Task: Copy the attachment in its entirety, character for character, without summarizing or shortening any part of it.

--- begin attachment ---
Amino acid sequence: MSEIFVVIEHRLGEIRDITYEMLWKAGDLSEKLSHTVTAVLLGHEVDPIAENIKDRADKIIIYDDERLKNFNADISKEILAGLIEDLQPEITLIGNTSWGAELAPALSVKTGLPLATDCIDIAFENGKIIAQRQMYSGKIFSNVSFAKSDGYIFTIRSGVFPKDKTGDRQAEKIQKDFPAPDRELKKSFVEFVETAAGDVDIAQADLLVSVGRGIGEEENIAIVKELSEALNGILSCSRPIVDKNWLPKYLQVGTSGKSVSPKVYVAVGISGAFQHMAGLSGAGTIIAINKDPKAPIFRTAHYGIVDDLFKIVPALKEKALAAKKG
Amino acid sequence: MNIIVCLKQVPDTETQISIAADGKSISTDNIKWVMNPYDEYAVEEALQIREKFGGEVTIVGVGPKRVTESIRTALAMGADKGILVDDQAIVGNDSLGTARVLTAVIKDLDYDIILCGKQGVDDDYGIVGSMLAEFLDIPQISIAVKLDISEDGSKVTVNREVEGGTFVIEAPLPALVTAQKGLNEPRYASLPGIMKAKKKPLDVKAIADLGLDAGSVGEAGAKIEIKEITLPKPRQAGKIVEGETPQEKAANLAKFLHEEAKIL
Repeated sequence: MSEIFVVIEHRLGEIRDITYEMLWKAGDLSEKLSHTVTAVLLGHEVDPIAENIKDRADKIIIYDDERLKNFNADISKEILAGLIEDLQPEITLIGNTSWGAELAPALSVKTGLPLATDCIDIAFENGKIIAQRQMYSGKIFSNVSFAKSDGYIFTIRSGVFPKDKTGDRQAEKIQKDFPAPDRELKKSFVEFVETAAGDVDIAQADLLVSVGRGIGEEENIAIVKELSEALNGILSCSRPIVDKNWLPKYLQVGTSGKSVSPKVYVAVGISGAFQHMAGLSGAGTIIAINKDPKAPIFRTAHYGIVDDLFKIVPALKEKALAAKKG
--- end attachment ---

Amino acid sequence: MSEIFVVIEHRLGEIRDITYEMLWKAGDLSEKLSHTVTAVLLGHEVDPIAENIKDRADKIIIYDDERLKNFNADISKEILAGLIEDLQPEITLIGNTSWGAELAPALSVKTGLPLATDCIDIAFENGKIIAQRQMYSGKIFSNVSFAKSDGYIFTIRSGVFPKDKTGDRQAEKIQKDFPAPDRELKKSFVEFVETAAGDVDIAQADLLVSVGRGIGEEENIAIVKELSEALNGILSCSRPIVDKNWLPKYLQVGTSGKSVSPKVYVAVGISGAFQHMAGLSGAGTIIAINKDPKAPIFRTAHYGIVDDLFKIVPALKEKALAAKKG
Amino acid sequence: MNIIVCLKQVPDTETQISIAADGKSISTDNIKWVMNPYDEYAVEEALQIREKFGGEVTIVGVGPKRVTESIRTALAMGADKGILVDDQAIVGNDSLGTARVLTAVIKDLDYDIILCGKQGVDDDYGIVGSMLAEFLDIPQISIAVKLDISEDGSKVTVNREVEGGTFVIEAPLPALVTAQKGLNEPRYASLPGIMKAKKKPLDVKAIADLGLDAGSVGEAGAKIEIKEITLPKPRQAGKIVEGETPQEKAANLAKFLHEEAKIL
Repeated sequence: MSEIFVVIEHRLGEIRDITYEMLWKAGDLSEKLSHTVTAVLLGHEVDPIAENIKDRADKIIIYDDERLKNFNADISKEILAGLIEDLQPEITLIGNTSWGAELAPALSVKTGLPLATDCIDIAFENGKIIAQRQMYSGKIFSNVSFAKSDGYIFTIRSGVFPKDKTGDRQAEKIQKDFPAPDRELKKSFVEFVETAAGDVDIAQADLLVSVGRGIGEEENIAIVKELSEALNGILSCSRPIVDKNWLPKYLQVGTSGKSVSPKVYVAVGISGAFQHMAGLSGAGTIIAINKDPKAPIFRTAHYGIVDDLFKIVPALKEKALAAKKG